The Stroz Friedberg Cyber Brief

The Stroz Friedberg Cyber Brief, May 30, 2017
  FEATURED STORY            

TUESDAY, MAY 30, 2017


The UK air carrier was working to return to a full flight schedule on Tuesday after a reported power failure over the weekend caused major disruptions and displaced tens of thousands of passengers in dozens of countries. A technical problem that began on Saturday morning forced the airline to cancel all flights from its hubs at Heathrow and Gatwick airports in London. Services resumed on Sunday and Monday but many cancellations and delays persisted.

British Airways CEO Alex Cruz said he was “profusely sorry” for the incident and blamed a “power surge” at a data center and a failed backup system. He said there was no evidence the computer problems were the result of a cyberattack. Analysts say that BA could have to pay out more than $100 million under an EU scheme that demands payments for flights delayed by at least three hours as a result of reasons within the airline’s control. (BBC, NYT, Guardian)


Warrantless Surveillance: The Court of Appeals for the Fourth Circuit in Virginia reversed a lower court’s decision to throw out a lawsuit brought by the Wikimedia Foundation against the NSA for violating the Fourth Amendment. The three-judge appeals court said that Wikimedia had standing to sue. The ruling increases the chances that the Supreme Court may someday review the NSA’s controversial practices, analysts say. (NYT)

Target Breach: The big box retailer agreed to pay $18.5 million to settle claims by 47 states and the District of Columbia and resolve a multi-state investigation into the massive breach of its computer systems in late 2013. Target said the total cost of the data breach had been $202 million. (Reuters)


WannaCry: Researchers at Symantec said it was "highly likely" that a hacking group affiliated with North Korea was behind the ransomware attack this month that infected more than 300,000 computers worldwide. Pyongyang denied the claim as "a dirty and despicable smear campaign." (Reuters)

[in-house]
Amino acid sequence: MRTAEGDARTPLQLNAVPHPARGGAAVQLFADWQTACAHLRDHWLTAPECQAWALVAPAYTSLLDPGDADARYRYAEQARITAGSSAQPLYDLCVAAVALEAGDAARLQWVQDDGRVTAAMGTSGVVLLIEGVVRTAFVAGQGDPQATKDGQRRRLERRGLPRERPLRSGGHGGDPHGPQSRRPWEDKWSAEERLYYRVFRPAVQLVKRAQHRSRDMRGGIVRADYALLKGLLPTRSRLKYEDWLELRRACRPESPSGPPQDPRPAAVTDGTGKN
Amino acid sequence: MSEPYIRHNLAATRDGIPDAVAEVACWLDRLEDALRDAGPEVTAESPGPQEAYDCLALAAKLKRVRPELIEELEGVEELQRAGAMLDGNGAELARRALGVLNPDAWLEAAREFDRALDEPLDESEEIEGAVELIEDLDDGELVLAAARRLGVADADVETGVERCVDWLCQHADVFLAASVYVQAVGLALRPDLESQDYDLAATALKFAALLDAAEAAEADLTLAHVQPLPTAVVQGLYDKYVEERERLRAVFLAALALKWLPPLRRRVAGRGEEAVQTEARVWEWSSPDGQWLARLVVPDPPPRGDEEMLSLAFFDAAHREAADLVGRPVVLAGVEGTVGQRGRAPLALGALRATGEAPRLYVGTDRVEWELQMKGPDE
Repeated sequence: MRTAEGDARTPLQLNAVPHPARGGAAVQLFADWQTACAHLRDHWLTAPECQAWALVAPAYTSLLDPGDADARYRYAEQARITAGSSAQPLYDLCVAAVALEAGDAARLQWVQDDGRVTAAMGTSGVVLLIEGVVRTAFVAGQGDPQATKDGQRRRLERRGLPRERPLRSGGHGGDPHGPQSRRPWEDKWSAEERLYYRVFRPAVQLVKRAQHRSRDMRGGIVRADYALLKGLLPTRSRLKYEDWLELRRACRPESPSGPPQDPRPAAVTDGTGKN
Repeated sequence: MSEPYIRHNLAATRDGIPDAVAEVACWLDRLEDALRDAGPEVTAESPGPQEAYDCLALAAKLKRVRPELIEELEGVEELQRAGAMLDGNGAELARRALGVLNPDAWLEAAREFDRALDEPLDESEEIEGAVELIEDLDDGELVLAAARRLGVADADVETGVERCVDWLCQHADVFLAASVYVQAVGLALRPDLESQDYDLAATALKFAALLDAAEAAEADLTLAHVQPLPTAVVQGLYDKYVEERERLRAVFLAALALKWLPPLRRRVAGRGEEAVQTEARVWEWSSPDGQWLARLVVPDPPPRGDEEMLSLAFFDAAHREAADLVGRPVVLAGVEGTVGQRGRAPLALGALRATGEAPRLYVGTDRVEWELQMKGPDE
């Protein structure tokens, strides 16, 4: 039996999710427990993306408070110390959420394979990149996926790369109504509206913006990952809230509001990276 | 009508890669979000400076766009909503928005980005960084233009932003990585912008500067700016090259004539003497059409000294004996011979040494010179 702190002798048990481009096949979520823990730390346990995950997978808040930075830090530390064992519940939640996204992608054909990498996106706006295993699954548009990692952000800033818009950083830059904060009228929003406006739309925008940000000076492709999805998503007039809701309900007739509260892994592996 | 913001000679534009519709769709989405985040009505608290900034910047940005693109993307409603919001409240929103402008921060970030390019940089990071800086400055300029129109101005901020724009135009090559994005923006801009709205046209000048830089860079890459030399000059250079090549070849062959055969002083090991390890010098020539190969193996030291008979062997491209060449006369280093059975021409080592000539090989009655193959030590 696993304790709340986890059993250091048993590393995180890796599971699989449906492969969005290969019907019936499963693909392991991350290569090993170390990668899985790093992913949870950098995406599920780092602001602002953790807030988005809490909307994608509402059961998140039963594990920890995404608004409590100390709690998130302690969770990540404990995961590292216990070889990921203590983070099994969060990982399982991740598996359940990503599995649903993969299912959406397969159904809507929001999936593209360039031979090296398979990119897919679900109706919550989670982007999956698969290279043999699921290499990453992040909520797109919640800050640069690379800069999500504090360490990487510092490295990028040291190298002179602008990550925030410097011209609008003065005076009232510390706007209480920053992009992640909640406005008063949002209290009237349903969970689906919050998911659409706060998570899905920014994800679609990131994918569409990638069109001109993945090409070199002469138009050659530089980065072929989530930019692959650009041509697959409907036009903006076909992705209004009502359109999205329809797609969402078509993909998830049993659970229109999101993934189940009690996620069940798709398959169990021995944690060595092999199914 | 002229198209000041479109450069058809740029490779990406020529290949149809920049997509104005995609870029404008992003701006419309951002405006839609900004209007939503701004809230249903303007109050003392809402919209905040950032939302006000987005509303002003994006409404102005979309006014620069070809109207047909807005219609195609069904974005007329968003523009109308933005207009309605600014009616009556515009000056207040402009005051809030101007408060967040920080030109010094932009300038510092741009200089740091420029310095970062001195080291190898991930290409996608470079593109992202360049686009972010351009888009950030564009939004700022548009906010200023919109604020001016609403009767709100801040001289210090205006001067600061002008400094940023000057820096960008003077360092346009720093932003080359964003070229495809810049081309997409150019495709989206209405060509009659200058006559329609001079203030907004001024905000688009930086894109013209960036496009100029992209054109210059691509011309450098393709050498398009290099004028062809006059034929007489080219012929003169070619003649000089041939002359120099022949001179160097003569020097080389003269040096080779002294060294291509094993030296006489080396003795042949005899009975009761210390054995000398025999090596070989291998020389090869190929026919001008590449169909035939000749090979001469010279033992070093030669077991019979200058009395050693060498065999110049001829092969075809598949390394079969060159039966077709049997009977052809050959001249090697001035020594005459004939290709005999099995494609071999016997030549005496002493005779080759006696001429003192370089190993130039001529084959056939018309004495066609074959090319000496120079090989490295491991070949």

Social Media: U.S. officials and cybersecurity experts warn that state-sponsored hackers are increasingly using Facebook and Twitter posts to launch spear-phishing attacks. Social media users are more likely to be trusting and click on malicious links, they say. (NYT)


Chipotle: The fast-food chain said that hackers used malware to steal customer payment data from most of its restaurants over a three week period early this year. Analysts said Chipotle would likely face a fine based on the size of the breach and the number of records compromised.

Subtitles: Cybersecurity researchers have demonstrated how hackers can embed malware in subtitles on popular video players and services such as VLC Media Player, Kodi, Stremio, and Popcorn Time. In each attack scenario, the malicious subtitle file must be selected to run with the video. (Threat Post)

  ON THE HILL                                    

Russia Probe: In his first full week as special counsel investigating Russian meddling in the 2016 election, Robert Mueller is reportedly off to a quick start: building a team, designing a budget, and forcing the FBI to withhold from Congress documents he may be interested in.  (WSJ)